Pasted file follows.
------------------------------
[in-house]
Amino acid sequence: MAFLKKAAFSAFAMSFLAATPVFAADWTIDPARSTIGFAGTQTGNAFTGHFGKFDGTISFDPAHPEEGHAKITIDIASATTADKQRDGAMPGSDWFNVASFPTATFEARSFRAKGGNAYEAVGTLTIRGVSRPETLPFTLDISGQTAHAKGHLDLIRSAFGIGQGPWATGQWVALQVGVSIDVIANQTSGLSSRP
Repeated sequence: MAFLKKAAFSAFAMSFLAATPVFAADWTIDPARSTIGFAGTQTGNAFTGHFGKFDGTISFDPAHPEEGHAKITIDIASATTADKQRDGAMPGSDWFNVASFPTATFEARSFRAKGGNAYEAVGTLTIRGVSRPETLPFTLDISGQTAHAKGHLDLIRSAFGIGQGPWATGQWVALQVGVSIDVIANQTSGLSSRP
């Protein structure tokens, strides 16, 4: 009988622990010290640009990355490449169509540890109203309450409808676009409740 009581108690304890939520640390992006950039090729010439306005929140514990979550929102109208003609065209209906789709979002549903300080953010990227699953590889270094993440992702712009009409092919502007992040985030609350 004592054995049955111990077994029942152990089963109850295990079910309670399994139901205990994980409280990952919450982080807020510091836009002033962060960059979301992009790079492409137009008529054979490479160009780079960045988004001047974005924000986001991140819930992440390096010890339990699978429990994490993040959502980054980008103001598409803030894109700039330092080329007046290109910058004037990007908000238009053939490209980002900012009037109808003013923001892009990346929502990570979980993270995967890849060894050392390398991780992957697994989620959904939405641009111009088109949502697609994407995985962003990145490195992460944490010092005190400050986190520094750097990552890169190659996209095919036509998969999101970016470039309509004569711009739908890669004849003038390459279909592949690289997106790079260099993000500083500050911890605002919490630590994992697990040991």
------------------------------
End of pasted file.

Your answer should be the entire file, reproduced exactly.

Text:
[in-house]
Amino acid sequence: MAFLKKAAFSAFAMSFLAATPVFAADWTIDPARSTIGFAGTQTGNAFTGHFGKFDGTISFDPAHPEEGHAKITIDIASATTADKQRDGAMPGSDWFNVASFPTATFEARSFRAKGGNAYEAVGTLTIRGVSRPETLPFTLDISGQTAHAKGHLDLIRSAFGIGQGPWATGQWVALQVGVSIDVIANQTSGLSSRP
Repeated sequence: MAFLKKAAFSAFAMSFLAATPVFAADWTIDPARSTIGFAGTQTGNAFTGHFGKFDGTISFDPAHPEEGHAKITIDIASATTADKQRDGAMPGSDWFNVASFPTATFEARSFRAKGGNAYEAVGTLTIRGVSRPETLPFTLDISGQTAHAKGHLDLIRSAFGIGQGPWATGQWVALQVGVSIDVIANQTSGLSSRP
């Protein structure tokens, strides 16, 4: 009988622990010290640009990355490449169509540890109203309450409808676009409740 009581108690304890939520640390992006950039090729010439306005929140514990979550929102109208003609065209209906789709979002549903300080953010990227699953590889270094993440992702712009009409092919502007992040985030609350 004592054995049955111990077994029942152990089963109850295990079910309670399994139901205990994980409280990952919450982080807020510091836009002033962060960059979301992009790079492409137009008529054979490479160009780079960045988004001047974005924000986001991140819930992440390096010890339990699978429990994490993040959502980054980008103001598409803030894109700039330092080329007046290109910058004037990007908000238009053939490209980002900012009037109808003013923001892009990346929502990570979980993270995967890849060894050392390398991780992957697994989620959904939405641009111009088109949502697609994407995985962003990145490195992460944490010092005190400050986190520094750097990552890169190659996209095919036509998969999101970016470039309509004569711009739908890669004849003038390459279909592949690289997106790079260099993000500083500050911890605002919490630590994992697990040991």